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Sen. Bernie Sanders on Sunday dismissed claims from some Democrats that it would be difficult to unite the party around him, insisting on ABC's "This Week" that the "threat" that President Trump poses will rally Democratic voters and leaders to support the eventual nominee.
What he's saying: "At the end of the day, I have known Joe Biden for a very long time. He is a decent guy. I have no doubt that if I win, Joe will be there. If Joe ends up winning, I will be there. We are going to come together and President Obama in my view — he has said this — will play a leading role in helping whoever the Democratic nominee is."
Why it matters: Establishment Democrats have been sounding the alarm over nominating a democratic socialist, believing that Sanders will lose to President Trump in the general election and damage down-ballot candidates for House and Senate.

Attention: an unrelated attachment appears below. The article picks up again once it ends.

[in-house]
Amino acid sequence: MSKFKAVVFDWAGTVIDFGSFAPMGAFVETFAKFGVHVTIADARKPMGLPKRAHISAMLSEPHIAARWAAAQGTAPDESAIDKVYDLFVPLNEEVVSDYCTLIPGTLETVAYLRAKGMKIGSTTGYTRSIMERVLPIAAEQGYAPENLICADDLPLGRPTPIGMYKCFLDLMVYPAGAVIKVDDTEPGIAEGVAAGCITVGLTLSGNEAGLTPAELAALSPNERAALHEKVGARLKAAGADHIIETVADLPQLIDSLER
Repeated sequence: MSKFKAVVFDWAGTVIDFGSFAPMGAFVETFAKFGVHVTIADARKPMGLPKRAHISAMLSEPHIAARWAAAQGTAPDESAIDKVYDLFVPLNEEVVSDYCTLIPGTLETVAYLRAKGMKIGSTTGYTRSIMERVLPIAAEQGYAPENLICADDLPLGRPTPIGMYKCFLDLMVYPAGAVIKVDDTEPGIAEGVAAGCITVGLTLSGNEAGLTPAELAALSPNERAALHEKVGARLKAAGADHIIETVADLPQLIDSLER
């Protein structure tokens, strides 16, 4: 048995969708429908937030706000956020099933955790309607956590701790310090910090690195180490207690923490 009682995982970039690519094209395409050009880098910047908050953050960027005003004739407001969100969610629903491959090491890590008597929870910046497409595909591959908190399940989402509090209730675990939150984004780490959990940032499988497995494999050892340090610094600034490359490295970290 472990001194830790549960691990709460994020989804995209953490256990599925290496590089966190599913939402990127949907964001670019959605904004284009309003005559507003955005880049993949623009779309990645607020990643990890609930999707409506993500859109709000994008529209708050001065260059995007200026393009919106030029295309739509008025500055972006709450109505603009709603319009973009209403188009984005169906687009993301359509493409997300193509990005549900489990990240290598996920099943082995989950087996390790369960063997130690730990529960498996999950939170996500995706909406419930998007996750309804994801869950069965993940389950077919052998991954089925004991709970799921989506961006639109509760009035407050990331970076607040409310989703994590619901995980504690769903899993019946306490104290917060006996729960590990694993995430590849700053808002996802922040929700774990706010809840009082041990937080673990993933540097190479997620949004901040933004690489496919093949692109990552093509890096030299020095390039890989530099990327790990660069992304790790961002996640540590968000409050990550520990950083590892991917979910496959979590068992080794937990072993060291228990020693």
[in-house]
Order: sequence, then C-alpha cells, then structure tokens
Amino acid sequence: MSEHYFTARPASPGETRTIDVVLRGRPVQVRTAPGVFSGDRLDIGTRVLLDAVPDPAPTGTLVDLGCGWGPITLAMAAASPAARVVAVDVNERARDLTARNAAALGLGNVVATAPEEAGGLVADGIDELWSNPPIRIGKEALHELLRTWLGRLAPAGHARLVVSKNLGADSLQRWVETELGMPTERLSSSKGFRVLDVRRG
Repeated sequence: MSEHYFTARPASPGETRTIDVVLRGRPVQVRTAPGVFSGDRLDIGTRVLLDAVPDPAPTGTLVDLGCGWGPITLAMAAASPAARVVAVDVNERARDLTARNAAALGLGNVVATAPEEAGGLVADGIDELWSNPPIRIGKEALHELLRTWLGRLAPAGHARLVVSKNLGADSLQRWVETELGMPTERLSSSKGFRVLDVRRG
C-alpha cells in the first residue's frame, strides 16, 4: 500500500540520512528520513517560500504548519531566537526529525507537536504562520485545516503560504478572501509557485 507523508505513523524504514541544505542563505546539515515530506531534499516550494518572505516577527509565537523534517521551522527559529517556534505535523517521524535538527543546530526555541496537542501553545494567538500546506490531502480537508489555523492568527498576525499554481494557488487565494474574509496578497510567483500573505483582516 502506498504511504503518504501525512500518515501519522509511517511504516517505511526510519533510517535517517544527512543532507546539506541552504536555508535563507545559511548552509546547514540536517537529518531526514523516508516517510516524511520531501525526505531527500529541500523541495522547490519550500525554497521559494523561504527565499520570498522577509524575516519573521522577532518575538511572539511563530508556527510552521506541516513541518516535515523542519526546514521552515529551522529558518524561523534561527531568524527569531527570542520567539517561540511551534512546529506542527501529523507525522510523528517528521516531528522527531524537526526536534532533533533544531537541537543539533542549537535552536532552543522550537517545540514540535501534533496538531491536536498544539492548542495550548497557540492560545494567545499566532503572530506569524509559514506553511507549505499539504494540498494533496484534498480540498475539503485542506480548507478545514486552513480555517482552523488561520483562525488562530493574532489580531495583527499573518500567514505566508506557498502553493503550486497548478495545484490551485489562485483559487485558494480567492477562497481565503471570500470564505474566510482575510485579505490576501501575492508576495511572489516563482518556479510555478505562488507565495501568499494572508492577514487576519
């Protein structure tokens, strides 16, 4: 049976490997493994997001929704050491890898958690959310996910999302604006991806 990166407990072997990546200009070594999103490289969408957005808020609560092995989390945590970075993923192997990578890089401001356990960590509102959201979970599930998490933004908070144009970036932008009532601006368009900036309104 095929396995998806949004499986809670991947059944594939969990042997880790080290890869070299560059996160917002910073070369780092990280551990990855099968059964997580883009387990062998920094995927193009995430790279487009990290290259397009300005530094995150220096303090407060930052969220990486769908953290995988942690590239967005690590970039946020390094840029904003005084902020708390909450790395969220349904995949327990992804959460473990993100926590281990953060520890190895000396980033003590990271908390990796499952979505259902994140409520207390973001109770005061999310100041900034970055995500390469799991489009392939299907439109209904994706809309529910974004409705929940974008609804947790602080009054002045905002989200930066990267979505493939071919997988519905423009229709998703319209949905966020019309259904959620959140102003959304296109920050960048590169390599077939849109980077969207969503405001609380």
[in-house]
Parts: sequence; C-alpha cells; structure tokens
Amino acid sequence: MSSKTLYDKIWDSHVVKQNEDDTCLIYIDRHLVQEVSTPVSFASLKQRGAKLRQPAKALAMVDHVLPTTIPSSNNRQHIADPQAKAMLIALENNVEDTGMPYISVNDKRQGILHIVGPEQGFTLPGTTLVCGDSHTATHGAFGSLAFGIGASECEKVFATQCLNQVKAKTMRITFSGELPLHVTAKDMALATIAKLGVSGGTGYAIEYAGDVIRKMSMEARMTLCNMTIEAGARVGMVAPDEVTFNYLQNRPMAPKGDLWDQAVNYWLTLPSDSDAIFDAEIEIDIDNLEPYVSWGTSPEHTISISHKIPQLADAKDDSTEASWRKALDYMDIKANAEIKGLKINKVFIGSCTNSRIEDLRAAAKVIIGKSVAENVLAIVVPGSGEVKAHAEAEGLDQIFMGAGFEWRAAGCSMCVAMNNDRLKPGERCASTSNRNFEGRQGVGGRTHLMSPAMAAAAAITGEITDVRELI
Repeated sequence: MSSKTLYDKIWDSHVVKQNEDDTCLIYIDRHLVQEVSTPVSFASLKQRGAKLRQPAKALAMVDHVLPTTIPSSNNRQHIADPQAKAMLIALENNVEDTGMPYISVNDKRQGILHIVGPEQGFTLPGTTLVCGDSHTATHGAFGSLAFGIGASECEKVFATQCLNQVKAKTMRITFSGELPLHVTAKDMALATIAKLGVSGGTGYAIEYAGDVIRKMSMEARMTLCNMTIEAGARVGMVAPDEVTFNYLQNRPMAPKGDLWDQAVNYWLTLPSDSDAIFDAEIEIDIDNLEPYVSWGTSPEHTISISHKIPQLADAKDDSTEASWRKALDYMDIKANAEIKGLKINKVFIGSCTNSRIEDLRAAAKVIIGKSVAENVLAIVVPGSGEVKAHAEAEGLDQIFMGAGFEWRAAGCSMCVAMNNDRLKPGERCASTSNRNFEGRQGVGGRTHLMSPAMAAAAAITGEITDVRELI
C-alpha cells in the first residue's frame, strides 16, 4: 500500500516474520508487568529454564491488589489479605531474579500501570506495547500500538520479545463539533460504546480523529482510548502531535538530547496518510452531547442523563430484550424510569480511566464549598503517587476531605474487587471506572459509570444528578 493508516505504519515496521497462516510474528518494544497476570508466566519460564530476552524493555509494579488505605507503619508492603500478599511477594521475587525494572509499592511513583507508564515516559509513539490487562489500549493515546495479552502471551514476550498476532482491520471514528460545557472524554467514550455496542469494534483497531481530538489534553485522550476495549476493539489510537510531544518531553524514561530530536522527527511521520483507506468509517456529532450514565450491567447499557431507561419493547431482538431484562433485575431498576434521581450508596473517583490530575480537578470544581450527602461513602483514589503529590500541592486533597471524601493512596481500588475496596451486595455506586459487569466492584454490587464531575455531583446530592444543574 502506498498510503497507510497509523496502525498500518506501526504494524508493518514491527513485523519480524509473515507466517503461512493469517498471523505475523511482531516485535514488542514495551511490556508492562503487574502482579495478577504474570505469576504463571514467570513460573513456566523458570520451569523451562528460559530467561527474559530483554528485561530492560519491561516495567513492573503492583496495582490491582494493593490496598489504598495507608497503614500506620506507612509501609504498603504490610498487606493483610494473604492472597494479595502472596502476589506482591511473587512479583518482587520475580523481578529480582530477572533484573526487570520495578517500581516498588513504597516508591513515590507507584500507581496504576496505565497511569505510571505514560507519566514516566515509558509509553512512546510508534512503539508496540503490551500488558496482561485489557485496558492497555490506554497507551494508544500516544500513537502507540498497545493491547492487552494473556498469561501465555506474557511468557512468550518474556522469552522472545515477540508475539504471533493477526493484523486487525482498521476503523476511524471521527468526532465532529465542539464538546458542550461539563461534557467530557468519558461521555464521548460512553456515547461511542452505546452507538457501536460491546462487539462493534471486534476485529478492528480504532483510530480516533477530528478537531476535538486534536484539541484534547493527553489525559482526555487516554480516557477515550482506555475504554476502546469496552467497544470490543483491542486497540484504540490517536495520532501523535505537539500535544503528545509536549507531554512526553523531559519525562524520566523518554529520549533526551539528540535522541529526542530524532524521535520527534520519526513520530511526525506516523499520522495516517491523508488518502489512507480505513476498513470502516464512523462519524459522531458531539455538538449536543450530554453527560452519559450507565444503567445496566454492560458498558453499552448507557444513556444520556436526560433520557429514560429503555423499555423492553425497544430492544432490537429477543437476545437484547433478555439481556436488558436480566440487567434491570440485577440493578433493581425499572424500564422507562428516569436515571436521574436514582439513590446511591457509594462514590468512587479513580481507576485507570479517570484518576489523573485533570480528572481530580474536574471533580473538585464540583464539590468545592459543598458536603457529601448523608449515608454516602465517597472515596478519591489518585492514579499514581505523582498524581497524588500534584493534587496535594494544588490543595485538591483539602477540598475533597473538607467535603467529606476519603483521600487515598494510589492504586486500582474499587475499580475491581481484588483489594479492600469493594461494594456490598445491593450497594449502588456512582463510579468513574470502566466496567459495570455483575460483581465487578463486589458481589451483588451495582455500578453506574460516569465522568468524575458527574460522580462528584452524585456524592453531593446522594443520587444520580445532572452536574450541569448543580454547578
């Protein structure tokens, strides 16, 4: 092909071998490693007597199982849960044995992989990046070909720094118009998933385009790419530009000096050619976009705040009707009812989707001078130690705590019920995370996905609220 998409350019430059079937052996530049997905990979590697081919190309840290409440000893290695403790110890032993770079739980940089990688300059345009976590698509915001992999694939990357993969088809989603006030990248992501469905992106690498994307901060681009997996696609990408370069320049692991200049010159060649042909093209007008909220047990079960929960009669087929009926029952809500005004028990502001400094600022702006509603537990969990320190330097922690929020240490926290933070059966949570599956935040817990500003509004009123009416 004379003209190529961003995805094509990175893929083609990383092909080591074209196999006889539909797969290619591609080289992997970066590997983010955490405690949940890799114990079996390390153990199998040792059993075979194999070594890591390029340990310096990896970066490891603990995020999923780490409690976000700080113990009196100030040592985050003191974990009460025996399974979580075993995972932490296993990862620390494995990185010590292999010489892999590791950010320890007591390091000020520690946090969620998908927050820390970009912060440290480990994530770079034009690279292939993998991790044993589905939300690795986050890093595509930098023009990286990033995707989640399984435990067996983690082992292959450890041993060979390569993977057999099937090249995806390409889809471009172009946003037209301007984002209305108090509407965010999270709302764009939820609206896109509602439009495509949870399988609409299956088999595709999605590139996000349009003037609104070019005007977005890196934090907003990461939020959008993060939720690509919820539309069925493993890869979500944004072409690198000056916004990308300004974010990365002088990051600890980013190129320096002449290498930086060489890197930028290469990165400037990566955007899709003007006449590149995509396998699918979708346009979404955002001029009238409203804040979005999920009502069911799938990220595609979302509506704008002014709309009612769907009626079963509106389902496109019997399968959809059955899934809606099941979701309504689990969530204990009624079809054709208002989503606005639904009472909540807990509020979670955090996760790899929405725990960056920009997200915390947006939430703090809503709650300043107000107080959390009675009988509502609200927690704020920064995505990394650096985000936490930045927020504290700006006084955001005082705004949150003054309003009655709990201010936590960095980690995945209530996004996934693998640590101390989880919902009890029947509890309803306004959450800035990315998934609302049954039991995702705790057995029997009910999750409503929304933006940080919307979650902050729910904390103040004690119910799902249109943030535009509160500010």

- Sanders supporters, many of whom adopted the mantra "Bernie or bust" in 2016, are also the least likely of any candidate's base to say they'll support the eventual Democratic nominee if it isn't Sanders, according to polling.
- Trump has been stoking these flames as well, persistently tweeting about whether the Democratic Party will "steal" the nomination from Sanders. Trump advisers told Axios they want to promote the rise of Sanders, believing he will be an easy candidate to defeat.
The big picture: While Sanders still leads the pack as the Democratic front-runner heading into Super Tuesday, Joe Biden's sweeping victory in South Carolina Saturday night could give him a much-needed boost of momentum.